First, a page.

English singer songwriter & former member of The Coral, Bill Ryder-Jones, returns with his fourth album, Yawn, pursuing further down the same musical path as 2016’s superb, West Kirby County Primary, with a rock record built upon sentimental roots. If there was ever an album made to accompany you as the nights start to draw in & dark clouds build on the horizon, then this is it.
In 2008 Bill left psychedelic indie band, The Coral, having formed part of the original line up as lead guitarist. Being the youngest member (he was only the grand old age of 13 when they were established in 1996), the gruelling pressures of recording, touring, recording & touring a heck of lot more left their mental scars & by 2007 resulted in his absence from gigs due to panic attacks & stress related illness. This subsequently led to his exit to pursue a critically acclaimed solo career (every cloud eh).
In the initial years proceeding his exit, Bill toyed with a few relatively low key stripped back folk records where his heart felt songwriting began to develop. To those seeking to dip into his back catalogue, I would recommend “There’s a World Between Us” from 2013’s “A Bad Wind Blows in My Heart” which is a beautiful slow paced number demonstrating the growing maturity of Bill’s lyrics and arrangements. The critically acclaimed West Kirby County Primary followed with a rockier element whilst retaining Bill’s soft fragile vocal delivery which is best represented on the cracking single “Two to Birkenhead”.
Bill continues with this formula on Yawn where he picks from his personal troubles (noting the album cover is a picture of his older brother who passed when Bill was younger) exploring themes such as nostalgia, troubled relationships & death against a melodic & melancholy rock backdrop which feels more expansive & deeper than previous records.
First track, “There’s Something on Your Mind”, begins with slow-mid paced soft jangly guitar with Bill reminiscing as he almost whispers the vocals. He notably observes in a self deprecating way “there is a fortune to be had, from telling people you’re sad”. I also love the lyric “I like old pictures of dogs, faded friendships & thoughts” & I think these demonstrate the sentimental qualities of his songwriting which, on this track, are then consumed by a wall of sound filled with guitar feedback which tumbles, squeals & crashes over the end drawing influences from Dinosaur Jr, Sonic Youth & My Bloody Valentine.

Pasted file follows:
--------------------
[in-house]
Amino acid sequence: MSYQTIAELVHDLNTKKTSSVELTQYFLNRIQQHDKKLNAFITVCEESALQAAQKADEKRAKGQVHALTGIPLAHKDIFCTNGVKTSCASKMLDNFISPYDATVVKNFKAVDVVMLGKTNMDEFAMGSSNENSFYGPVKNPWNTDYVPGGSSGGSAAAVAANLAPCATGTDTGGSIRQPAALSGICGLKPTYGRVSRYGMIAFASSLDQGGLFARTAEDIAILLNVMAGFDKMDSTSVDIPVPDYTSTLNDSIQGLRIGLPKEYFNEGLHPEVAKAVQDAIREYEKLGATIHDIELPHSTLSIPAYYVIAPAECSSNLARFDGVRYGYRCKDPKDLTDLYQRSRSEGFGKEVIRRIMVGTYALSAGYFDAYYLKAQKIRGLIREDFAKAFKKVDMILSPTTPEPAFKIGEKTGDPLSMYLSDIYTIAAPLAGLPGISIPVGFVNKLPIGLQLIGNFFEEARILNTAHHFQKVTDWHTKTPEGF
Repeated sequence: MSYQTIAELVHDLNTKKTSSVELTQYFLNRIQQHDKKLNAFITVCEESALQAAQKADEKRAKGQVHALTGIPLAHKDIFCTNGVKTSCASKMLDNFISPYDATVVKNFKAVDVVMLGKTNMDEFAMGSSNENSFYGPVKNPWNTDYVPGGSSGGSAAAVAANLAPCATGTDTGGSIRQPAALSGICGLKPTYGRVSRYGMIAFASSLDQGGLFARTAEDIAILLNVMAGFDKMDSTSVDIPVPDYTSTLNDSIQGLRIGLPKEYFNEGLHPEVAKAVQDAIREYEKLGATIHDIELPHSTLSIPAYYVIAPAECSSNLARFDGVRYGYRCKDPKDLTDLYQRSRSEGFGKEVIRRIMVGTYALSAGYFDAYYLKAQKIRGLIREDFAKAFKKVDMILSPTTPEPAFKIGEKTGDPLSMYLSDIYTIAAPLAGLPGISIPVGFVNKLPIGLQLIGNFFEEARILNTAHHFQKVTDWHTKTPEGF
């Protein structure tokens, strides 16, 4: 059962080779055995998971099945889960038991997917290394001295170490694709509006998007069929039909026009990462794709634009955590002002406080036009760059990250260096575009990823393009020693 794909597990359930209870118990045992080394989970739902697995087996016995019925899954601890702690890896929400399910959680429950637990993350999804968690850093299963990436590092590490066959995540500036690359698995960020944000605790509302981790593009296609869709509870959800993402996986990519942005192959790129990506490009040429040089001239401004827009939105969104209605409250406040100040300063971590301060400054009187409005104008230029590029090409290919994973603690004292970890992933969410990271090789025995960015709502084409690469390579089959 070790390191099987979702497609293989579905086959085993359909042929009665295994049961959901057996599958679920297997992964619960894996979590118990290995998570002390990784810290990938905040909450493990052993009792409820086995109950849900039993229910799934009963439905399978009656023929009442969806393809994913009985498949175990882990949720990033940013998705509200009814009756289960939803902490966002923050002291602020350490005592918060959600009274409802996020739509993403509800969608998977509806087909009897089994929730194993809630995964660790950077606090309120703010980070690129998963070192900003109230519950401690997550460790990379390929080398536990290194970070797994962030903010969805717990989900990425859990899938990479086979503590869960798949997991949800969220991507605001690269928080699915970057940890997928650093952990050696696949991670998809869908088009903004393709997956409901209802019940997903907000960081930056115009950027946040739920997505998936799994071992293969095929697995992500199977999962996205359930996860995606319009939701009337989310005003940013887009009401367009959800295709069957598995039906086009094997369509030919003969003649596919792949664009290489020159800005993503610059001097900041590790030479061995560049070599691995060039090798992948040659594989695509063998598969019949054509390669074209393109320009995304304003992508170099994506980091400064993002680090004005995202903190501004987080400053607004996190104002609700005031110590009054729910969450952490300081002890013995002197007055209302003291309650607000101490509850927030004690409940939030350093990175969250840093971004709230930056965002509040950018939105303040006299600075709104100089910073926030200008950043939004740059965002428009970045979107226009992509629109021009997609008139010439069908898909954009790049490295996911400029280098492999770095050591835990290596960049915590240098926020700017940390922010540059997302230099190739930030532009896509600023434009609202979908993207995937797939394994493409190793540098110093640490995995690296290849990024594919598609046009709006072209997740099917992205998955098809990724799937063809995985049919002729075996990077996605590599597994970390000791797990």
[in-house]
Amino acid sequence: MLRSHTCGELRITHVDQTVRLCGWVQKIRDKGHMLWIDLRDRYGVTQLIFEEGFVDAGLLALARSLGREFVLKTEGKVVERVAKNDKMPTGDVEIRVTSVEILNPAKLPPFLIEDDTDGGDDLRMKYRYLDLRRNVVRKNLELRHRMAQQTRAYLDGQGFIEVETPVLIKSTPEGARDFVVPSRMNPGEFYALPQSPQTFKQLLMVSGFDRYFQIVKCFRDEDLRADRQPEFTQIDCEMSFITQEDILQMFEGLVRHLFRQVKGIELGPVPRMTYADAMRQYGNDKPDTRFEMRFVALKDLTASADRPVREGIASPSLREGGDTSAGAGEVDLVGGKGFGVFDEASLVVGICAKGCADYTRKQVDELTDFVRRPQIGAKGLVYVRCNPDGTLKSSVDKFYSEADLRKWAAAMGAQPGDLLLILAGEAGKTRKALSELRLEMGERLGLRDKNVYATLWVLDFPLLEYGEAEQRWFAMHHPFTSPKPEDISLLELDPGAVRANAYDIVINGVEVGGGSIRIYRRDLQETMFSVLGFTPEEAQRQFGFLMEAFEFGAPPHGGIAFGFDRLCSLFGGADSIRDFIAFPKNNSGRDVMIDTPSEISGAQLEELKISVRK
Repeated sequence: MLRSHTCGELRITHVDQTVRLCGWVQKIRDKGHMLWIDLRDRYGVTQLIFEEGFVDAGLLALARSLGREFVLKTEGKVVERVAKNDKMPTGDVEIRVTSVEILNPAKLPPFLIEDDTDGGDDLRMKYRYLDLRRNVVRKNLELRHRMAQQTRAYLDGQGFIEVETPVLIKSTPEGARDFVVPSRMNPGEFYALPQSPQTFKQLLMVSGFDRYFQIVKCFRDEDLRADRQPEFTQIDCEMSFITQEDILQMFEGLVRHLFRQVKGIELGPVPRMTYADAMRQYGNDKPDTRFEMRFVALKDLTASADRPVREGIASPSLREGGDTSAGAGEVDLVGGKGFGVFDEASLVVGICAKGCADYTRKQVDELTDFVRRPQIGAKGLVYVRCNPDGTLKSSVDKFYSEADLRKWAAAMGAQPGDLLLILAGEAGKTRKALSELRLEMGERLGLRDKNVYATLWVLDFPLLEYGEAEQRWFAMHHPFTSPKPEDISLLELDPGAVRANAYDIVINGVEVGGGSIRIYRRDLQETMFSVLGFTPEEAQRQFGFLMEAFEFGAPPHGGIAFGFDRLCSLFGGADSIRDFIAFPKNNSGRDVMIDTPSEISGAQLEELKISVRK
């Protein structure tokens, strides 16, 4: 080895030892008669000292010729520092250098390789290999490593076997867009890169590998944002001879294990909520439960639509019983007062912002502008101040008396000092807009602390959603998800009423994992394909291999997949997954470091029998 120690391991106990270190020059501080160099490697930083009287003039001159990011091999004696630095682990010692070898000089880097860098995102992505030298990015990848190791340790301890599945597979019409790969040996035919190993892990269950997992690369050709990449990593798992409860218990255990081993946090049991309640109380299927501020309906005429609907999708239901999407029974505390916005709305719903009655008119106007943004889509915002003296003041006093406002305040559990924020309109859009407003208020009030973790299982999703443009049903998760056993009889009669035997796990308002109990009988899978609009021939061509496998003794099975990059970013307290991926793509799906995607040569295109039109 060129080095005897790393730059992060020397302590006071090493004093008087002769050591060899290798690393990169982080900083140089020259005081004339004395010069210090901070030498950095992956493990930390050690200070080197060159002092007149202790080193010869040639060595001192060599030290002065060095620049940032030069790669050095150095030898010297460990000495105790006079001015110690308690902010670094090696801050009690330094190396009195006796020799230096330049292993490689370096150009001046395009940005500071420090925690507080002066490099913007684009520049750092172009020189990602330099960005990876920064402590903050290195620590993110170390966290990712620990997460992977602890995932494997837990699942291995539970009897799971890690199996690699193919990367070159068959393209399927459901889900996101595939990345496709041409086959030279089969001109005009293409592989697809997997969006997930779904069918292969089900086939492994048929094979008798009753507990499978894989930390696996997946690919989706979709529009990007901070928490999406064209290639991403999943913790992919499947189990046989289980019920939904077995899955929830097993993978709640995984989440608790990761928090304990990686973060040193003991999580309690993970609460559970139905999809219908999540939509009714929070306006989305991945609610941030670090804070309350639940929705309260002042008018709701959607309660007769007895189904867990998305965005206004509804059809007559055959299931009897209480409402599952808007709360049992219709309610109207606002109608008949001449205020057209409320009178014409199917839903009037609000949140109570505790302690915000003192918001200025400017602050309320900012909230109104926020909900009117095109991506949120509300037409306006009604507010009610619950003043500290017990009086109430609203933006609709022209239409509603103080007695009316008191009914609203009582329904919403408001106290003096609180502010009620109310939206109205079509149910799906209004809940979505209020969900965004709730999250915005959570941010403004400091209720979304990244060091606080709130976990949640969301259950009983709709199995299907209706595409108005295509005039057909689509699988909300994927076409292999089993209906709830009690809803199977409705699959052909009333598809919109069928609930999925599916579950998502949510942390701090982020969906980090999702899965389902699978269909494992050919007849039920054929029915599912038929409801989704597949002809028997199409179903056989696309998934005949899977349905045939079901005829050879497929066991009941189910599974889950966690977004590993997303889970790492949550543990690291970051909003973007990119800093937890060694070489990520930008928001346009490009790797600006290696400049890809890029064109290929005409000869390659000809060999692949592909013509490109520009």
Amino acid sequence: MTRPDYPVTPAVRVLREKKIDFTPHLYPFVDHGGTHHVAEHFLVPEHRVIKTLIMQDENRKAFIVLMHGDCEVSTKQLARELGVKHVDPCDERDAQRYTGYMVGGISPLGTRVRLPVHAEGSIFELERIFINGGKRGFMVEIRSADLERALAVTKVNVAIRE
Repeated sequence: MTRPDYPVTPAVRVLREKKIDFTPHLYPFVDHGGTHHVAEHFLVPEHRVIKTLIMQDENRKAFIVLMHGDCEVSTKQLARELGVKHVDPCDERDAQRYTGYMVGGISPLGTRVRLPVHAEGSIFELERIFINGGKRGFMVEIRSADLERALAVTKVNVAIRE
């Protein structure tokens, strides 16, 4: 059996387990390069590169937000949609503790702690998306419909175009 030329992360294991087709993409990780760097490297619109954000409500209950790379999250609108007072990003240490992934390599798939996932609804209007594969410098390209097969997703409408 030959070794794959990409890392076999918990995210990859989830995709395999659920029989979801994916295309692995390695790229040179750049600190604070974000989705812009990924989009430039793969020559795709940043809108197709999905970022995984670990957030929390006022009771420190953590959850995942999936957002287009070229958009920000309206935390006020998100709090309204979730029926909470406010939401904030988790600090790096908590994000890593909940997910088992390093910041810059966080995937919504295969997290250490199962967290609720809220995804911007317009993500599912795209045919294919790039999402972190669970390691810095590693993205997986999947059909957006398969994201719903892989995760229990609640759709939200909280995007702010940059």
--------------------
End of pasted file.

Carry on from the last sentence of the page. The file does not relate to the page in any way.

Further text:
The moody “Time will be Your Saviour” follows in similar fashion before “Recover” breaks reign dominated by pronounced finger picking on the guitar not dissimilar to Jose Gonzalez’s Heartbeats whilst a bellowing cello fills the background. The more sombre moments on this album such as “Recover” & both “John” & “No One’s Trying to Kill You” from later on remind me of the calm, relaxed atmosphere that Bill Callahan is an absolute master of crafting. However as typical with these types of songs, they do demand multiple listens to get under their skin but rest assured your patience will be rewarded.
That isn’t to say there are not more immediate tracks on here. The middle of the record contains the trio of “Mither”, “And Then There’s You” & “There Are Worse Things I Could Do” with the latter two being real standouts. “And Then There’s You” begins with vocal delivery which often trails off softly at the end of the line adding to the delicate nature of the words & intimate feeling. This then gives way to weighty guitars & a mighty catchy chorus (which is a rare feature on this LP) of “My mistrust, my mistress, take me home again” which harks back to something you may find on his previous record.
“There Are Worse Things I Could Do” starts loudly with a riff which wouldn’t look out of place on Britpop band, Longpigs, LP “The Sun Is Often Out” (& it isn’t surprising that Richard Hawley’s (Longpigs guitarist) solo output often strikes a common chord with other tracks on Bill’s LP). The verses are softer & quieter moments tinged with sadness containing poignant points like “Not that I care what people say, I just don’t feel myself today” before the riff stands loudly over the chorus. Elsewhere the last track, Happy, is of similar mould & is another standout closing the album on a high point.
Whilst Yawn can be a intense listen at times due to the sheer depth of the songs, many which clock in at 5-6 mins, & the largely downbeat tone, this is an album worth investing time on. You will be rewarded with sincere & occassionally dark witted lyrics, seasoned guitar playing & beautifully arranged songs. The perfect late Autumn/Winter album.
Review by Scott Bingham (Follow him on Twitter at @in_the_riot)
Yawn was released on Domino Records on November 2nd and is available at all good record stores & on Spotify.
You can catch Bill Ryder-Jones live at the following dates in February,
12 Feb – Shipley, UK – Salt Beer Factory
13 Feb – Edinburgh, UK – Summerhall
14 Feb – Gateshead, UK – Sage Gateshead
15 Feb – Nottingham, UK – The Bodega
16 Feb – Birmingham, UK – The Castle & Falcon
17 Feb – Bristol, UK – Thekla
18 Feb – Brighton, UK – The Haunt
19 Feb – London, UK – EartH
21 Feb – Belfast, UK – The Black Box
22 Feb – Dublin, UK – Whelan’s
And can keep up to date with future announcements on http://billryderjones.co.uk/tour/